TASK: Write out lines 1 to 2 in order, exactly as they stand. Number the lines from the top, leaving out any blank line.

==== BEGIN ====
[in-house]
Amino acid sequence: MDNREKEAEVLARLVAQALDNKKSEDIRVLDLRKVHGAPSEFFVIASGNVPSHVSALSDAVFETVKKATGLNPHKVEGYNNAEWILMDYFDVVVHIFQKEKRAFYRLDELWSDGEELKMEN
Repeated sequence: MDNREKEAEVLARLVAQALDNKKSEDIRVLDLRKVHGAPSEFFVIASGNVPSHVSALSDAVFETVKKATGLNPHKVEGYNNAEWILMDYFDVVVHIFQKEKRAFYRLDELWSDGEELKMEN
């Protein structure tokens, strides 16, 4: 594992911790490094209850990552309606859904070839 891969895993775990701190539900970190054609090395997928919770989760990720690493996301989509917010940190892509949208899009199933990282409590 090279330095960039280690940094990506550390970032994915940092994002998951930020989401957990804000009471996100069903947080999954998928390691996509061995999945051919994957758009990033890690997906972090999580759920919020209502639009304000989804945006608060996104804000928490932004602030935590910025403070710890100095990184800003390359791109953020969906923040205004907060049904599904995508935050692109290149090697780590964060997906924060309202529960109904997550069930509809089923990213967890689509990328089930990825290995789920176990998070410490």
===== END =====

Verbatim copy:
[in-house]
Amino acid sequence: MDNREKEAEVLARLVAQALDNKKSEDIRVLDLRKVHGAPSEFFVIASGNVPSHVSALSDAVFETVKKATGLNPHKVEGYNNAEWILMDYFDVVVHIFQKEKRAFYRLDELWSDGEELKMEN